In an increasingly polarised world, championing the radical love and mercy shown by Jesus is likely to bring hostility from all sides.
Both contemporary and ancient understandings of the rainbow sign point to God’s expansive love overcoming our fears and hostilities.
The transfiguration reminds us that in and through Jesus, the perfect Son of God and the perfect Son of Man, we each have the potential to experience and to be glimpses of God who is the true agent of change in our lives and in the world.
Following Jesus in ministering among the needs around us is not a call to do everything ourselves.
Jesus overcomes the demonic powers which colonise our religious structures and thinking and which rob us of our freedom, integrity and life.
The story of Jonah challenges us whenever we start thinking that we have special rights as God’s people.
In baptism, the Holy Spirit is ordaining us (all of us) for mission.
As we journey with and into God, we all prepare carefully, travel persistently, seek advice, approach the sacred with humility, and discern the way forward.
God reaches out to us through babies and elderly folks with a message of love and redemption that cuts through the theological justifications of empire and warmongering and calls us to peace.
The the birth of Jesus we see the beginning of a peace mission that is not based on force but on patience, forgiveness and presence.
Discovering who we are called to be is an ever-evolving journey as we follow Jesus in changing circumstances.
Though we are to strive for righteousness and justice now, what we achieve now is a mere shadow of what will be fulfilled in the day of the Lord.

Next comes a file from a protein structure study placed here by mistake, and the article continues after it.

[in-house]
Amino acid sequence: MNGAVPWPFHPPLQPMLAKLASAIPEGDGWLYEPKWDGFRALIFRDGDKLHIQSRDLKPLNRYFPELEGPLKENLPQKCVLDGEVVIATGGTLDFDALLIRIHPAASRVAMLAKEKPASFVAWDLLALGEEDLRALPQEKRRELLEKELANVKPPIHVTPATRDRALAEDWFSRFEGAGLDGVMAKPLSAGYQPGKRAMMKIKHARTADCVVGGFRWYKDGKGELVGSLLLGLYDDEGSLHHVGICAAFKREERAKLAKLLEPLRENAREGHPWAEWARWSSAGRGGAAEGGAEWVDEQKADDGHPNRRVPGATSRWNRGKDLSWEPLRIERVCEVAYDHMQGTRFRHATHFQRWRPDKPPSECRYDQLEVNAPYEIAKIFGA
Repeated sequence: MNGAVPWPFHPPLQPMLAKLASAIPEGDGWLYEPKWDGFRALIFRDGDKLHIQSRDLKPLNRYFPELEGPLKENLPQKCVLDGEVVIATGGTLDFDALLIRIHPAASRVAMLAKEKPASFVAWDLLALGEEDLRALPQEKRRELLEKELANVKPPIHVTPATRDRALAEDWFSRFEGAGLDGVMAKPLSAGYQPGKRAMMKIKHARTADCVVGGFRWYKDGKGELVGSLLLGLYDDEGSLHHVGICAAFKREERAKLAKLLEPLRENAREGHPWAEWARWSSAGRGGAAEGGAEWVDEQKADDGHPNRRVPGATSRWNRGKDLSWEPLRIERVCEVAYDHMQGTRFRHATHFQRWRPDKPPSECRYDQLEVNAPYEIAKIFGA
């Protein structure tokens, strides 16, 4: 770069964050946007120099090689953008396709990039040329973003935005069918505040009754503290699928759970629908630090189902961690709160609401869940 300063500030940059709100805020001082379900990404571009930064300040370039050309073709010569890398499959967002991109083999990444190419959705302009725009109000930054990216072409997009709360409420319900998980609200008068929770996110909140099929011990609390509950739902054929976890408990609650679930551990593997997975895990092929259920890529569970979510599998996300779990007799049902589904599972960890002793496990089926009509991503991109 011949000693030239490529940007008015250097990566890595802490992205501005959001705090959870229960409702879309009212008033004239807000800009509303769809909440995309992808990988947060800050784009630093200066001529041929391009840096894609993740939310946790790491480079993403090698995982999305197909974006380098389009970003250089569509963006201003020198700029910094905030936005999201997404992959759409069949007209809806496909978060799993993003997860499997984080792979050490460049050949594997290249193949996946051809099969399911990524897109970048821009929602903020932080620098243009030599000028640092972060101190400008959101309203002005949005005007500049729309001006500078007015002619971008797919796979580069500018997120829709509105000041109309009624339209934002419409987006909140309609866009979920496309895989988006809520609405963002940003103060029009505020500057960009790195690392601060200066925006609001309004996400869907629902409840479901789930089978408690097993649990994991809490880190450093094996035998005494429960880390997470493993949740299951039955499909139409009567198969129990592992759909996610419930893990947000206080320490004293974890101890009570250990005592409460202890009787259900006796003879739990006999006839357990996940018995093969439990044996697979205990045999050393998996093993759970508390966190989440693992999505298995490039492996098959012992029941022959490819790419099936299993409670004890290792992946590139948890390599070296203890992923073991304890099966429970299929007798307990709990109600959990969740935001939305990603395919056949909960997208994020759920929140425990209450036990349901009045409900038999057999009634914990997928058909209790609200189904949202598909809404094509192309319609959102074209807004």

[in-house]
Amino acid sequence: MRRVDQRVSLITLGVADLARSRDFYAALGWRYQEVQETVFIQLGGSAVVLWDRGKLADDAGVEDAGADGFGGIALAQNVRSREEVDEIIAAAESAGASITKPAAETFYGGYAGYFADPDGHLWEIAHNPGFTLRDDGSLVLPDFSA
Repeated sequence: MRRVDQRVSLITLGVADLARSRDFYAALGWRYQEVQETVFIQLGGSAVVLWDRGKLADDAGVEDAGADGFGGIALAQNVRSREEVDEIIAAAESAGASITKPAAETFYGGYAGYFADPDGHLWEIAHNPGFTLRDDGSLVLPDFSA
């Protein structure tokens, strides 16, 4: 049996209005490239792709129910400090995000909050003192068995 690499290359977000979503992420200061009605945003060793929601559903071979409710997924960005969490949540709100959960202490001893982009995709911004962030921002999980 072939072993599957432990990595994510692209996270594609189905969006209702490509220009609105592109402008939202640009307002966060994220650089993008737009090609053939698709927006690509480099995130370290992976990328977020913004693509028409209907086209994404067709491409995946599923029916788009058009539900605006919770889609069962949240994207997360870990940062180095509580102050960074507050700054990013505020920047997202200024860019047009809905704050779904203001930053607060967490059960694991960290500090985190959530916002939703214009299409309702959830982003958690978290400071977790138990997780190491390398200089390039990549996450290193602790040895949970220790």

The author of Hebrews is concerned that the first-century believers will become distracted and discouraged, so he wrote the letter of Hebrews to exhort and encourage them. This passage also speaks to us today and tells us an important message so that we can stay on course in our spiritual journey and finish the race of life that God has set for us.
Jesus calls us to a new world in which the lives of nations revolve around bringing the previously marginalised to the centre of our national way of being. Nations that fail to do that collapse into self-destruction.
While many have a passive-aggressive relationship with God, the gospel gives us a vision of God that liberates us to live freely, expansively and joyously.
Many parts of the Bible can be and often are weaponised as tools of oppression, but when we read it critically, with and through the teachings and example of Jesus, it calls us to liberation and life.
We we allow God’s word to work in us, it lifts the burden of oppressive teaching from us.
Living the beatitudes is tough and dangerous, and we will need the inspiration and company of the saints, before us and beside us, if we are going to make it.
If we keep imitating one another, paying back violence with vengeance, the world will be consumed in an escalating fury, but Jesus rescues us and gives us a life-giving example to follow.
Even in the midst of our worst troubles, uniting with God brings purpose and joy (which is not the same as mere happiness), and joy is an antidote to fear.